The phrase “the customer is always right,” was popularized during the rise of retail. The philosophy is that customer complaints should be taken seriously and not allow them to feel cheated or deceived. There is a fine balance between taking care of your customers and allowing them to misuse your service. Conflict is a natural part of business, but does not have to be added stress if handled appropriately. Put yourself in your customers’ shoes to really understand the cause of their stressors and put your communication skills to work.
Noticing the first signs of customer stress can keep issues from becoming a full blown crisis. The B2B lifecycle of a client is much longer than B2C and if you are fostering good customer relations, you should be able to notice when each client is beginning to show their signs of stress. Increased communication can be the first tell tale sign of an issue. Especially if your clients are in other cities or states, emails may not always express a tone, but a noticeable increase in any form of communication can be a red flag. On the other side, radio silence from a normally active client is also cause for alarm. Everyone handles stress differently and recognizing how your customer handles stress will make it easier when trying to solve their problems quickly.
When it comes to getting to the root of the problem, be an engaged listener and break down the problem into more manageable chunks. According to Edgar Dale’s Cone of Experience, people only remember about 25 – 50% of what we hear. Active listening is the practice of giving someone your full attention on what is being said, not what the words literally mean. The key to being a good active listener is to check in with the speaker to ensure that you heard what they are trying to communicate. Repeat back what you heard and always ask questions to clarify any details that may not be fully clear. You will be able to really understand what your customers’ pain points are and collaborate to develop a solution.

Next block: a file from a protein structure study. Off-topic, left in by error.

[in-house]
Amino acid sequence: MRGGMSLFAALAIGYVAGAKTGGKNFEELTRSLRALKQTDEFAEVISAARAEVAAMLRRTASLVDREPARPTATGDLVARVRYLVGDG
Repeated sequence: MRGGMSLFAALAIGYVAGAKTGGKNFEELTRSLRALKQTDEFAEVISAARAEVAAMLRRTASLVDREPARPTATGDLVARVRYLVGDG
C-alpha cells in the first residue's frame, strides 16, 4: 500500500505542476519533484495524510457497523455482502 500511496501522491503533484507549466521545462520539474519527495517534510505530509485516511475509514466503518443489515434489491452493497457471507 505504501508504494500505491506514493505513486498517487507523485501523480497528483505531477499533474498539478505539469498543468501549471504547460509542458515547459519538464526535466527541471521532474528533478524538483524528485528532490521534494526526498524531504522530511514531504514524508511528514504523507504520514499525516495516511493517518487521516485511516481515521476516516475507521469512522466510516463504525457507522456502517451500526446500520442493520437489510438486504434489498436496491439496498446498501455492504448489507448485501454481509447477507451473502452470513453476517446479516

As much as we would love every day to be conflict free, that sadly is unrealistic. The best things you can do is work on your active listening skills, understand how your customers deal with stress and be sincere. Always take the high road and ensure your customers feel respected in all aspects of the relationship, not just when things are running smoothly. Business to business relationships are built on a foundation of mutually beneficial products/services and poor communication when conflict arises can tarnish a relationship very quickly.